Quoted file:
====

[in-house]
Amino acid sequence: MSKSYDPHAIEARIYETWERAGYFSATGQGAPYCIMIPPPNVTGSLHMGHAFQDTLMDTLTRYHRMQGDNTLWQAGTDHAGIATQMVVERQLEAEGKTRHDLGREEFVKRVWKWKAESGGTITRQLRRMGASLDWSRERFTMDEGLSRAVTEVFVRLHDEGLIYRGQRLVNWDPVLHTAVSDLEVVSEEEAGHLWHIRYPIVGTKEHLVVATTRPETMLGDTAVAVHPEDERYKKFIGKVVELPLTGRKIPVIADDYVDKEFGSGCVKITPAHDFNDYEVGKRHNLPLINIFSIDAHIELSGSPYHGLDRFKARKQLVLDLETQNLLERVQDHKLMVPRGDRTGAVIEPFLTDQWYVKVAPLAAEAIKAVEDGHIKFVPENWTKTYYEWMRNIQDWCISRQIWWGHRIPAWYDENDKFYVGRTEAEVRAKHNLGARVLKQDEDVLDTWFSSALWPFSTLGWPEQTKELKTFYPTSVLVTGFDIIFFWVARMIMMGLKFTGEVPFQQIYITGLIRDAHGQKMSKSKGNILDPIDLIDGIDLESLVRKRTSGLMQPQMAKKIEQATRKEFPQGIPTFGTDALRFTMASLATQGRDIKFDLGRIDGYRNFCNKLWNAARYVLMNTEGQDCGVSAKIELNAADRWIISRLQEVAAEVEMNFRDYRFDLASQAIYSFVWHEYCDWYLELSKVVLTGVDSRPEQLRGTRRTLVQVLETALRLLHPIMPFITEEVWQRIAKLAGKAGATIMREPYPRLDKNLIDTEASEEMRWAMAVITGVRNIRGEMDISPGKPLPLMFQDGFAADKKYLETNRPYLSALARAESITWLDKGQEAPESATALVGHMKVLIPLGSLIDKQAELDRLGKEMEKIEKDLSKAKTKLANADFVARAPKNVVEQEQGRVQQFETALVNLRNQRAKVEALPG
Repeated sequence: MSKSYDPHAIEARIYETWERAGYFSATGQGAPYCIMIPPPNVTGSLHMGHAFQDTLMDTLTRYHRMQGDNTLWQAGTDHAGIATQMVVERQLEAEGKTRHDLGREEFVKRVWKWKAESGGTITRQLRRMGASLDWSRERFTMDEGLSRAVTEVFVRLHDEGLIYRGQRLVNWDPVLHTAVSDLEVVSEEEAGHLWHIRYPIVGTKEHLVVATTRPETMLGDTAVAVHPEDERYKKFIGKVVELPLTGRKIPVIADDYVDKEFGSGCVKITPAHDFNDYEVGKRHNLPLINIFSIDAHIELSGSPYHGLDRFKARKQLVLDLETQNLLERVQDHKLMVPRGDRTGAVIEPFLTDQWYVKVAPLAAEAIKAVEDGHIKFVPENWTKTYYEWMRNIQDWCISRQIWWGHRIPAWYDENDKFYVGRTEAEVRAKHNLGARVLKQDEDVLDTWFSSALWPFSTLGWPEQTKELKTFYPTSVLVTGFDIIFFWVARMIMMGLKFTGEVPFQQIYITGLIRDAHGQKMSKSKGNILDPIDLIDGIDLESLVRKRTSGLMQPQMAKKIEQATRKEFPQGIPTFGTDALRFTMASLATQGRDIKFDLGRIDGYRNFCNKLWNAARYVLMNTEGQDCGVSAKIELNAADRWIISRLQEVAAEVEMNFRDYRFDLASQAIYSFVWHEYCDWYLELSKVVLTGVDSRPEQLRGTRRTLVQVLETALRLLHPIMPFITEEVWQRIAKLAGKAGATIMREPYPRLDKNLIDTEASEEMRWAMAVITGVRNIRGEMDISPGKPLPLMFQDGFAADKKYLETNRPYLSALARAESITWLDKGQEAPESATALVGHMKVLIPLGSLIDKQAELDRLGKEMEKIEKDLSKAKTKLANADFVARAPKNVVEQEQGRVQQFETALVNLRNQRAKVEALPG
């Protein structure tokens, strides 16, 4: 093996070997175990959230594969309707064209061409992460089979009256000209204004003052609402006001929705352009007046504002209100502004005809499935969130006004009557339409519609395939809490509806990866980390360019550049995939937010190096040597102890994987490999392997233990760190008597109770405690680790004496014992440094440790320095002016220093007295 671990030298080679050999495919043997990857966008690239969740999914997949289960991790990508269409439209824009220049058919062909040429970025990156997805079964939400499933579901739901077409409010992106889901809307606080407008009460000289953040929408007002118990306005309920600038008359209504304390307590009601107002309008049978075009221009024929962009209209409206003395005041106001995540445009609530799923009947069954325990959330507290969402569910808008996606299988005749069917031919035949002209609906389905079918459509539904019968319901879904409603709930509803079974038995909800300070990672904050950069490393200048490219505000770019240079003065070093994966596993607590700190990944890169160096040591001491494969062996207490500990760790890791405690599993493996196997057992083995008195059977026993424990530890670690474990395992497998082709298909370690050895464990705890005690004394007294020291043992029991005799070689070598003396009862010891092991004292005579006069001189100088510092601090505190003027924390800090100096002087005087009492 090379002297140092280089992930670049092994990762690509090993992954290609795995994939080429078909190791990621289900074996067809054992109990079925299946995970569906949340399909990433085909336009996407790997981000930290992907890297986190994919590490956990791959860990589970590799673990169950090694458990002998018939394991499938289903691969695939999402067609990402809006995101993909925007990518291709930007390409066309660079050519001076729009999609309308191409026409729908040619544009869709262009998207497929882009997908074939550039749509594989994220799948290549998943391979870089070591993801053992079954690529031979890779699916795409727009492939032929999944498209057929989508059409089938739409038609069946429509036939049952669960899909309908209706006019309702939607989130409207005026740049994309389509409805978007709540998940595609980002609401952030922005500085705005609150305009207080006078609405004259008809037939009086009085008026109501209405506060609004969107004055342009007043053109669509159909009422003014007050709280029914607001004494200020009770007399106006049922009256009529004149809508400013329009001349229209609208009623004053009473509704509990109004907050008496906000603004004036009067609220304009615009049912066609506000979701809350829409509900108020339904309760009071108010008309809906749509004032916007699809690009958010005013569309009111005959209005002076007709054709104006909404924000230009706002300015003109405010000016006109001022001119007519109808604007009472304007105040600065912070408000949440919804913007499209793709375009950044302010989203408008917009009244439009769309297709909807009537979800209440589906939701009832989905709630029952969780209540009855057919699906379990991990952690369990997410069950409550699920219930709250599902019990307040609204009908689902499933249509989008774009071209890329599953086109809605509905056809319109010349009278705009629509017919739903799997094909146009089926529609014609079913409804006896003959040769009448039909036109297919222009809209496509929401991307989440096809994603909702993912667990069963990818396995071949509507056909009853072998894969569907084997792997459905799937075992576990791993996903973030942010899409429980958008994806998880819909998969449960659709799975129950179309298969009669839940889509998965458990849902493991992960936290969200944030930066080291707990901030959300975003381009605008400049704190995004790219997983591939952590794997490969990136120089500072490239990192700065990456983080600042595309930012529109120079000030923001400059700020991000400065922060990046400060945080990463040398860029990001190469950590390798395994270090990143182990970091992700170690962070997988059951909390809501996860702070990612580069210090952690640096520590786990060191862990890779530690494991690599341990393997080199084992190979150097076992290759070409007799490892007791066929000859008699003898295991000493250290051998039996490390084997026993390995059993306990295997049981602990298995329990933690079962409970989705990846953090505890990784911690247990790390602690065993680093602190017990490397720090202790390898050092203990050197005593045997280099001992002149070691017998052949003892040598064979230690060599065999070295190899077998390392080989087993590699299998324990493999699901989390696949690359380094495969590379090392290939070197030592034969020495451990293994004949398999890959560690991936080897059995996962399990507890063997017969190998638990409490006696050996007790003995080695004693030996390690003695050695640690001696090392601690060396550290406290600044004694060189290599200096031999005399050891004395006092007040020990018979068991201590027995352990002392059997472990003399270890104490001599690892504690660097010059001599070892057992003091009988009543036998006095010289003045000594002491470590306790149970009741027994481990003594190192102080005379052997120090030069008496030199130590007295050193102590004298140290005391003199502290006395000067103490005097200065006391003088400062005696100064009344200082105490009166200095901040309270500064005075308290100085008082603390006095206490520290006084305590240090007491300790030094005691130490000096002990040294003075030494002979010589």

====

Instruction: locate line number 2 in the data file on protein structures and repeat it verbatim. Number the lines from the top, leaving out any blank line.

Amino acid sequence: MSKSYDPHAIEARIYETWERAGYFSATGQGAPYCIMIPPPNVTGSLHMGHAFQDTLMDTLTRYHRMQGDNTLWQAGTDHAGIATQMVVERQLEAEGKTRHDLGREEFVKRVWKWKAESGGTITRQLRRMGASLDWSRERFTMDEGLSRAVTEVFVRLHDEGLIYRGQRLVNWDPVLHTAVSDLEVVSEEEAGHLWHIRYPIVGTKEHLVVATTRPETMLGDTAVAVHPEDERYKKFIGKVVELPLTGRKIPVIADDYVDKEFGSGCVKITPAHDFNDYEVGKRHNLPLINIFSIDAHIELSGSPYHGLDRFKARKQLVLDLETQNLLERVQDHKLMVPRGDRTGAVIEPFLTDQWYVKVAPLAAEAIKAVEDGHIKFVPENWTKTYYEWMRNIQDWCISRQIWWGHRIPAWYDENDKFYVGRTEAEVRAKHNLGARVLKQDEDVLDTWFSSALWPFSTLGWPEQTKELKTFYPTSVLVTGFDIIFFWVARMIMMGLKFTGEVPFQQIYITGLIRDAHGQKMSKSKGNILDPIDLIDGIDLESLVRKRTSGLMQPQMAKKIEQATRKEFPQGIPTFGTDALRFTMASLATQGRDIKFDLGRIDGYRNFCNKLWNAARYVLMNTEGQDCGVSAKIELNAADRWIISRLQEVAAEVEMNFRDYRFDLASQAIYSFVWHEYCDWYLELSKVVLTGVDSRPEQLRGTRRTLVQVLETALRLLHPIMPFITEEVWQRIAKLAGKAGATIMREPYPRLDKNLIDTEASEEMRWAMAVITGVRNIRGEMDISPGKPLPLMFQDGFAADKKYLETNRPYLSALARAESITWLDKGQEAPESATALVGHMKVLIPLGSLIDKQAELDRLGKEMEKIEKDLSKAKTKLANADFVARAPKNVVEQEQGRVQQFETALVNLRNQRAKVEALPG